Good Sam Club Open Roads Forum: Tech Issues: Improving Fridge Cooling
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NRALIFR

Truck Camping Out West

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Posted: 05/25/20 06:04pm Link  |  Quote  |  Print  |  Notify Moderator

These were taken when I was in a state park near Tucson not long back, and the outside temp was over 100*. No awnings deployed, and no shade on the camper either. The freezer probe is clipped to the center shelf near the back of the compartment. The fridge probe is clipped to the shelf closest to the fins. The temperature at the bottom of the fridge will be 6-8 degrees warmer.

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2001 Lance 1121 on a 2016 F450


NRALIFR

Truck Camping Out West

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Posted: 05/25/20 06:05pm Link  |  Quote  |  Print  |  Notify Moderator

.

dryfly

Texas

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Posted: 05/25/20 06:19pm Link  |  Quote  |  Print  |  Notify Moderator

NRALIFR:

That thermoworks monitor looks cool. Do you just route the wires through the door gasket? Does that leak cool air?

pianotuna

Regina, SK, Canada

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Posted: 05/25/20 06:32pm Link  |  Quote  |  Print  |  Notify Moderator

dryfly,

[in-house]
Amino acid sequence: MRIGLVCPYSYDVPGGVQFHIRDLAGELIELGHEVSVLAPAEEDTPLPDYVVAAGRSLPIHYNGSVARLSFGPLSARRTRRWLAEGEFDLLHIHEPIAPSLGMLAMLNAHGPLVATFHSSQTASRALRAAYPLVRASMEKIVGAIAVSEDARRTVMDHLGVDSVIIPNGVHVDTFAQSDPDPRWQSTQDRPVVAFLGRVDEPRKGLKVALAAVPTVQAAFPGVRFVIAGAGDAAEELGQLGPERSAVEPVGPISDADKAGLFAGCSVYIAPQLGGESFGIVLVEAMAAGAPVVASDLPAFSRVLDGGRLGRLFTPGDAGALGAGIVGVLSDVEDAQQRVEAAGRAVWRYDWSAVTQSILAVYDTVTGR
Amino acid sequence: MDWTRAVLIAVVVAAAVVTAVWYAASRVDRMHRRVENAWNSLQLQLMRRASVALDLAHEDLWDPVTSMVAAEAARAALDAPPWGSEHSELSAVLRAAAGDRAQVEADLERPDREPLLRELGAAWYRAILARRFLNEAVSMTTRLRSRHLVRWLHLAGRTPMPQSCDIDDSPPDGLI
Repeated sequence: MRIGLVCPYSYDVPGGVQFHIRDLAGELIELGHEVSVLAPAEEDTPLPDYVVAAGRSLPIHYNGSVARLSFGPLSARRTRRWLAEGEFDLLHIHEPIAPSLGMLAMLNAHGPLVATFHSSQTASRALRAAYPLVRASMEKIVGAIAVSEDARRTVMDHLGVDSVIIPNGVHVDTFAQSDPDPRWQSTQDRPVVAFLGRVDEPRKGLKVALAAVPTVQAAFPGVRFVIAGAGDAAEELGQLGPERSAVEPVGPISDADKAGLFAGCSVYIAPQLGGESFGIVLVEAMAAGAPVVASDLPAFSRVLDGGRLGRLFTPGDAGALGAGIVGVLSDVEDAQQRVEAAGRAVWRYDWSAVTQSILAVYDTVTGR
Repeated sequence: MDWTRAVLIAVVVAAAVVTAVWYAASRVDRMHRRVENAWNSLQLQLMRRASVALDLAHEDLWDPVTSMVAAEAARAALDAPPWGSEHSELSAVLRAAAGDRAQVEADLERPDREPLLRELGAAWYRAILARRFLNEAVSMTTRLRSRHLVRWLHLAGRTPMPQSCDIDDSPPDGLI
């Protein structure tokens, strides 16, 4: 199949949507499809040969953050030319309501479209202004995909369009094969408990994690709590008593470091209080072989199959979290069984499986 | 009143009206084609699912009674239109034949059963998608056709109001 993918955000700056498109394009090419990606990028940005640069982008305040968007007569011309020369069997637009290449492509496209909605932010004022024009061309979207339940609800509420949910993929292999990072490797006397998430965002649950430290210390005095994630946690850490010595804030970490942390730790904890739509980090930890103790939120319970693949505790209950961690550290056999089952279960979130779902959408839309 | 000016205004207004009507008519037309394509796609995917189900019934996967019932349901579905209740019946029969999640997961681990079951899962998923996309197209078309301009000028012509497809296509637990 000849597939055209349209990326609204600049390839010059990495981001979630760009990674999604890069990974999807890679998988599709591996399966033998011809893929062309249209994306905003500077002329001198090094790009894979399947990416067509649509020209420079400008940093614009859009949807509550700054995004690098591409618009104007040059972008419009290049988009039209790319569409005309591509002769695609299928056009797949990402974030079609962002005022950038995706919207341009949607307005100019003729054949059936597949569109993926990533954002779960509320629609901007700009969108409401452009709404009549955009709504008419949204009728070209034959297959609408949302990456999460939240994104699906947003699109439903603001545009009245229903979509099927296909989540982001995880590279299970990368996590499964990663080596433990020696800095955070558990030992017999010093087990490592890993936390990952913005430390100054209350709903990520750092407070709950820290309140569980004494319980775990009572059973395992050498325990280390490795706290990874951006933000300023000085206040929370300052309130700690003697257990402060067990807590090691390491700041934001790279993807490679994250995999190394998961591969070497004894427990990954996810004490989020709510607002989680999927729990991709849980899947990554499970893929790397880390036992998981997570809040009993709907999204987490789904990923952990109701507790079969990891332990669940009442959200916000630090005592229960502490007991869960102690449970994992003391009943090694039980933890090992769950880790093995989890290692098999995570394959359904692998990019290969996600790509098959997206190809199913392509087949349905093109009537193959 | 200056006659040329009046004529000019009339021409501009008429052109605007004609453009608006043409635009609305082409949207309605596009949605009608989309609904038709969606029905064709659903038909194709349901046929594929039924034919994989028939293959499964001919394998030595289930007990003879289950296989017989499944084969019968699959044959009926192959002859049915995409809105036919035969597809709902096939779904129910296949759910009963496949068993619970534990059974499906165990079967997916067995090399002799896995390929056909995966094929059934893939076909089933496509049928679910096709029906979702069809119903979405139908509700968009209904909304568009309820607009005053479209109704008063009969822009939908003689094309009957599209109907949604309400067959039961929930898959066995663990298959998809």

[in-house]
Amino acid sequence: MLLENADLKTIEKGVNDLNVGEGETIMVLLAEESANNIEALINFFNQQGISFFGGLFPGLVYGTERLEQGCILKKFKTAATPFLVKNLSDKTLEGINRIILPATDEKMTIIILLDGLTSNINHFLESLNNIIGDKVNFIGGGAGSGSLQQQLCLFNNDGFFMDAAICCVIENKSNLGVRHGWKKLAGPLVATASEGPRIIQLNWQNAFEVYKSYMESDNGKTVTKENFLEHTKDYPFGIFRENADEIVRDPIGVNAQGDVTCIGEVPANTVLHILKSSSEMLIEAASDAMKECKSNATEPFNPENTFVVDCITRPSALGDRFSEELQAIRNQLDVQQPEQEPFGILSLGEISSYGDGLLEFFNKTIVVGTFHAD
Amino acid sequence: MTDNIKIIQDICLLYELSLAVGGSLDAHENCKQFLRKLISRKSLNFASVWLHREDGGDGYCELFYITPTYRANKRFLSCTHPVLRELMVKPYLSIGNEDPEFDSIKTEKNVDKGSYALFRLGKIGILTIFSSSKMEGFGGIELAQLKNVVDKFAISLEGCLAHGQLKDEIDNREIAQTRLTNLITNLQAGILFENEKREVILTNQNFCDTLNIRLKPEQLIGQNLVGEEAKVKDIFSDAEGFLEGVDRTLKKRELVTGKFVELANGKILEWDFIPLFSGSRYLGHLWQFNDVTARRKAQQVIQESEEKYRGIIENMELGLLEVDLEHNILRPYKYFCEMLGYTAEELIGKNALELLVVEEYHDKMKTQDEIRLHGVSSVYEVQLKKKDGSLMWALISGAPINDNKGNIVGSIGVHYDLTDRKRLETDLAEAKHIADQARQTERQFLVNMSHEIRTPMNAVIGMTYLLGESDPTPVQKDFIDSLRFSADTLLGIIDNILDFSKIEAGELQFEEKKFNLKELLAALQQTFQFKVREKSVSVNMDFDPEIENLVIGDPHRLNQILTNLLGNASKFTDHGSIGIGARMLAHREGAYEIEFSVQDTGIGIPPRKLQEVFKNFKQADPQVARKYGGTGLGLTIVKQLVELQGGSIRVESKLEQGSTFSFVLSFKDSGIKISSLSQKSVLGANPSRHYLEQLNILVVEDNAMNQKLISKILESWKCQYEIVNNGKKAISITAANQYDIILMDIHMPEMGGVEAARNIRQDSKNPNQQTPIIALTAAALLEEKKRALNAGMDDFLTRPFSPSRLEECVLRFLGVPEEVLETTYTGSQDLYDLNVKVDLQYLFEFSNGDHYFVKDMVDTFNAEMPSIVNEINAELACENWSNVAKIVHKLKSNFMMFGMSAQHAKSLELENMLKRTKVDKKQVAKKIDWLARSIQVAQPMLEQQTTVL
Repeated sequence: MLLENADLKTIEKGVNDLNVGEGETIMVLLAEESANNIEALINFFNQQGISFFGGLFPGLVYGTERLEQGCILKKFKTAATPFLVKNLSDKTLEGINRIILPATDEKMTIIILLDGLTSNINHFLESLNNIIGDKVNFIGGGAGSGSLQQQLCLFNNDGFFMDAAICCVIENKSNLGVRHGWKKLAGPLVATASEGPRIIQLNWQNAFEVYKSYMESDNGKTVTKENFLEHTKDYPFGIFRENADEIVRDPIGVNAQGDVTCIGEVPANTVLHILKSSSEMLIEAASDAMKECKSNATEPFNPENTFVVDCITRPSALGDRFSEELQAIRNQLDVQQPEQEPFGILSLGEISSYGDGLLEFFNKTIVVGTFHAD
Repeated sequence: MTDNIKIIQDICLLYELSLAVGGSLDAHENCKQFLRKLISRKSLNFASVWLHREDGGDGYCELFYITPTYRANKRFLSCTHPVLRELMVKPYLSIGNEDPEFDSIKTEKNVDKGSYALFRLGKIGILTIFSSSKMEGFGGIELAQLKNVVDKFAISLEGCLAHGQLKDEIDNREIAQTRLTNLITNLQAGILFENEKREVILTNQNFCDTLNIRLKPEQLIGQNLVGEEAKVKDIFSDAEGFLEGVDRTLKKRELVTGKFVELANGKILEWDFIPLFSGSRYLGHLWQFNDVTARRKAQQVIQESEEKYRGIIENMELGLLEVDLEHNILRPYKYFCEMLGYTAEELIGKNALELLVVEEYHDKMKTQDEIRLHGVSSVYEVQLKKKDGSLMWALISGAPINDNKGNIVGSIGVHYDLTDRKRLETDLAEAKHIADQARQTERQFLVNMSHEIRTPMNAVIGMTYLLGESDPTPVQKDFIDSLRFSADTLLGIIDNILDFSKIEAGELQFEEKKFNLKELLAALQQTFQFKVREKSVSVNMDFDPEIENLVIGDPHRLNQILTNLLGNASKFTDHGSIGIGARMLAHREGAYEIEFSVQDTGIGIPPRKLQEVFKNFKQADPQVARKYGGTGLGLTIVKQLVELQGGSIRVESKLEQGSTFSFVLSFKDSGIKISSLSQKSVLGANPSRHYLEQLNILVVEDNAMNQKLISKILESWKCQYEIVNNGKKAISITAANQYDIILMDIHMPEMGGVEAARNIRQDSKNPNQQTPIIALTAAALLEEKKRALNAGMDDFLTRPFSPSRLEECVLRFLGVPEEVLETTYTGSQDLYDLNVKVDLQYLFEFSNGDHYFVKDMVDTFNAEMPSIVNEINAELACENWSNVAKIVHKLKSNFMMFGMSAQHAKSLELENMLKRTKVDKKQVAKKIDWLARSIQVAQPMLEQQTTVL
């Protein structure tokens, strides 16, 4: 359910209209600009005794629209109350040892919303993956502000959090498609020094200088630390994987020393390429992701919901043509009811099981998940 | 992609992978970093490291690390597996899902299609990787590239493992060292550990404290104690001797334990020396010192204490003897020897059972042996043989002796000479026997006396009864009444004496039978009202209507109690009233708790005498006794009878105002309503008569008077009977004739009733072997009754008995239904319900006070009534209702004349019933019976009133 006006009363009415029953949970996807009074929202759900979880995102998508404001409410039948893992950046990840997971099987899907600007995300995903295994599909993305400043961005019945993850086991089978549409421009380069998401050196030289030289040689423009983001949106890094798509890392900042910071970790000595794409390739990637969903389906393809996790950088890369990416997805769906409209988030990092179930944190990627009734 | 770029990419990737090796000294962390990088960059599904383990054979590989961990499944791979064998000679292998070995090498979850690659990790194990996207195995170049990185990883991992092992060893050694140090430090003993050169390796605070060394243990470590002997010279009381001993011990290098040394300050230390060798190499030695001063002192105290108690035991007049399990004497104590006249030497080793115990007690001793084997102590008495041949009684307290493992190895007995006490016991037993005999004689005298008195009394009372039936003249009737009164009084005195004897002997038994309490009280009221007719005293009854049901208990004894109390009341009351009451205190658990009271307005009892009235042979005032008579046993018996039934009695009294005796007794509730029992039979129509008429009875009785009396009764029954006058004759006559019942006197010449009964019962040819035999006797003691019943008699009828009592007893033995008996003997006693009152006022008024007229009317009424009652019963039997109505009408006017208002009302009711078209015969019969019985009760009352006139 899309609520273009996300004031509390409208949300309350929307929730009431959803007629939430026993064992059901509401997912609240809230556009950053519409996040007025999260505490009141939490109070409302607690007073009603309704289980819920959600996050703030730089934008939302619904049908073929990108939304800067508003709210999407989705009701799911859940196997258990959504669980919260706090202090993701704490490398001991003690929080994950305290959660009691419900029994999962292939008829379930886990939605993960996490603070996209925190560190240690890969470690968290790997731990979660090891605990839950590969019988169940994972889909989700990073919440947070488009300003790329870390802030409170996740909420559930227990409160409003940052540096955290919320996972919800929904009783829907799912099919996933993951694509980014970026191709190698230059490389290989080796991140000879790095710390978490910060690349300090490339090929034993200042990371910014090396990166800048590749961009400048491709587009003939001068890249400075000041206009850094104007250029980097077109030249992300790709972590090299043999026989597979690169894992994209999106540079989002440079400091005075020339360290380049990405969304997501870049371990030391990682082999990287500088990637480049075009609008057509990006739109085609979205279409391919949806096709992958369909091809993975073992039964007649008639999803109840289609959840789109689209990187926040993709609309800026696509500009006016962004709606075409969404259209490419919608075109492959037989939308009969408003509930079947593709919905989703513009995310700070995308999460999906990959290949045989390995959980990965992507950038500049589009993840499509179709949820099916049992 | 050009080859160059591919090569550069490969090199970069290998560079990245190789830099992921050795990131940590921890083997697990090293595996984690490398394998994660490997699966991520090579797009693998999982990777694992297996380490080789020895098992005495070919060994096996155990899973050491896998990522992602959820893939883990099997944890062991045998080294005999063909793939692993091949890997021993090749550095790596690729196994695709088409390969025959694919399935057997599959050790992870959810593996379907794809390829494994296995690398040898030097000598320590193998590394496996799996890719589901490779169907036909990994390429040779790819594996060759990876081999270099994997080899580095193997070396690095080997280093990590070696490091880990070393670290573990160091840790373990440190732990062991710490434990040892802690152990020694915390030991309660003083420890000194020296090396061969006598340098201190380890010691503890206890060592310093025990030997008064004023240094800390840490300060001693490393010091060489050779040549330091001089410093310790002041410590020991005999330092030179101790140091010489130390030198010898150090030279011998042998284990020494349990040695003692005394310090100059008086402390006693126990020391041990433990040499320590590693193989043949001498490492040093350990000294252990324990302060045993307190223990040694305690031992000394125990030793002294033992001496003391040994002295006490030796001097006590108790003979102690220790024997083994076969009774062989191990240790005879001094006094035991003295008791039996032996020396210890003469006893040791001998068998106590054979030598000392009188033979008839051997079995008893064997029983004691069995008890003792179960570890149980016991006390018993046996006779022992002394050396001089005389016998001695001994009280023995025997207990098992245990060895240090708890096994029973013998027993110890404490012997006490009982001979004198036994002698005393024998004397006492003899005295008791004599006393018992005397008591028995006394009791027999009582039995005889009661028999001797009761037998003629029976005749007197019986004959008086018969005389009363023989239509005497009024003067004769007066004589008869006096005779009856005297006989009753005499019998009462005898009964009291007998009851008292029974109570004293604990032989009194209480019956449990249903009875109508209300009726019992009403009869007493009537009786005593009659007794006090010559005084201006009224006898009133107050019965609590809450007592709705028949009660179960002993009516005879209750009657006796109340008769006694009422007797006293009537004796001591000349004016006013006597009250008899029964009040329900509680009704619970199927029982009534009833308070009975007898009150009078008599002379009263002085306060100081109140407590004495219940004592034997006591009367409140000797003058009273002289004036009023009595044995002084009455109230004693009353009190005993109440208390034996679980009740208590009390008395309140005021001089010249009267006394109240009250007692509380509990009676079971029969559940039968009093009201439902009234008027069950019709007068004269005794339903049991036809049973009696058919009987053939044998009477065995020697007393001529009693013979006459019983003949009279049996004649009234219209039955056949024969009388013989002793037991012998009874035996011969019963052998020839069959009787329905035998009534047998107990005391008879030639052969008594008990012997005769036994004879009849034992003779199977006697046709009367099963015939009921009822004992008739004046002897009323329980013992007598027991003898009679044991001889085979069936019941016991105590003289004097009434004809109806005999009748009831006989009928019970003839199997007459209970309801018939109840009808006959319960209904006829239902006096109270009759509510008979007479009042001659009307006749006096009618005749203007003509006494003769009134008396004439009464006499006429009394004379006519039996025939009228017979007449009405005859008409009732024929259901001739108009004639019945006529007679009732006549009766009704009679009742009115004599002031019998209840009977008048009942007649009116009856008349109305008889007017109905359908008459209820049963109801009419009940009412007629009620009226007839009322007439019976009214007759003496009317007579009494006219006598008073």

There are lots of wireless thermometers. Here is one:

https://www.leevalley.com/en-ca/shop/kit........3-z__9PeYmWSQJjWGdeAYJsJ0IBoCIjkQAvD_BwE

[image]


Regards, Don
My ride is a 28 foot Class C, 256 watts solar, 556 amp hours of AGM in two battery banks 12 volt batteries, 3000 watt Magnum hybrid inverter, Sola Basic Autoformer, Microair Easy Start.

NRALIFR

Truck Camping Out West

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Posted: 05/25/20 07:01pm Link  |  Quote  |  Print  |  Notify Moderator

dryfly wrote:

NRALIFR:

That thermoworks monitor looks cool. Do you just route the wires through the door gasket? Does that leak cool air?


I laid the wires flat across the door seal area with no twists in them (being OCD helps here) and then put a 1” wide strip of clear tape over them to hold them flat. If there’s any leakage, I can’t detect it.

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profdant139

Southern California

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Posted: 05/25/20 07:14pm Link  |  Quote  |  Print  |  Notify Moderator